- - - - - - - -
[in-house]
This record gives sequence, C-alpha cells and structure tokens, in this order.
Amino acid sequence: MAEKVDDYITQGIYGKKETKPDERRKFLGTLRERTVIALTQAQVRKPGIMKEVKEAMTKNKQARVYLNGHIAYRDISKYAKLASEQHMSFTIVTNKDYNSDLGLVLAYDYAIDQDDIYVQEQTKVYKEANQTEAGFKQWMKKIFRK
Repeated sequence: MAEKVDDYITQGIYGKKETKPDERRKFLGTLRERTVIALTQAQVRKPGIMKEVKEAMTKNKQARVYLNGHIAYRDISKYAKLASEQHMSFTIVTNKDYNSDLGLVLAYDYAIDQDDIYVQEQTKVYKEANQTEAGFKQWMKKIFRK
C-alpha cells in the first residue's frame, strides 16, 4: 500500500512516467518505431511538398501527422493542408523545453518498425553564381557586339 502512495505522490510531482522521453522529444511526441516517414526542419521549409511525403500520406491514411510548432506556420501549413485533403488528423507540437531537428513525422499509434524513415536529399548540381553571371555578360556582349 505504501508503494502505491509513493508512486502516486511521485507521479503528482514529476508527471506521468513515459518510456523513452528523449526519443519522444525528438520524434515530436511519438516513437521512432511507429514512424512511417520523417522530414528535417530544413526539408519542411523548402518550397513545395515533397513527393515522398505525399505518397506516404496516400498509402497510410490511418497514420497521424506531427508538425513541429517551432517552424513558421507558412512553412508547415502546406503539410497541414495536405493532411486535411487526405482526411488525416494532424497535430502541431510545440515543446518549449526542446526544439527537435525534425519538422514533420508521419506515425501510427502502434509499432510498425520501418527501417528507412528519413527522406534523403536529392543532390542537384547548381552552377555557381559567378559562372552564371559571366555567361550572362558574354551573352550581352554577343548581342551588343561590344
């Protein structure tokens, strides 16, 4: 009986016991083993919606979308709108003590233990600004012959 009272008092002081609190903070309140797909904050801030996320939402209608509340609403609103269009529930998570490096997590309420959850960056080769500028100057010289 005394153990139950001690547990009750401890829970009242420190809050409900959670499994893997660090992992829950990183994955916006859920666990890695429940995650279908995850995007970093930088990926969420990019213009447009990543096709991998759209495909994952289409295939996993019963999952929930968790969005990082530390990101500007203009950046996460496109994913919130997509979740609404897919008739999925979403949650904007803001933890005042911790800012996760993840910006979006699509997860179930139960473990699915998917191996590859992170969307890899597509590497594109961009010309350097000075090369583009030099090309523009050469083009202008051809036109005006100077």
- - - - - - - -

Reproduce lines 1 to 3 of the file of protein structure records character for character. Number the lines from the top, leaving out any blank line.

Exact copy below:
[in-house]
This record gives sequence, C-alpha cells and structure tokens, in this order.
Amino acid sequence: MAEKVDDYITQGIYGKKETKPDERRKFLGTLRERTVIALTQAQVRKPGIMKEVKEAMTKNKQARVYLNGHIAYRDISKYAKLASEQHMSFTIVTNKDYNSDLGLVLAYDYAIDQDDIYVQEQTKVYKEANQTEAGFKQWMKKIFRK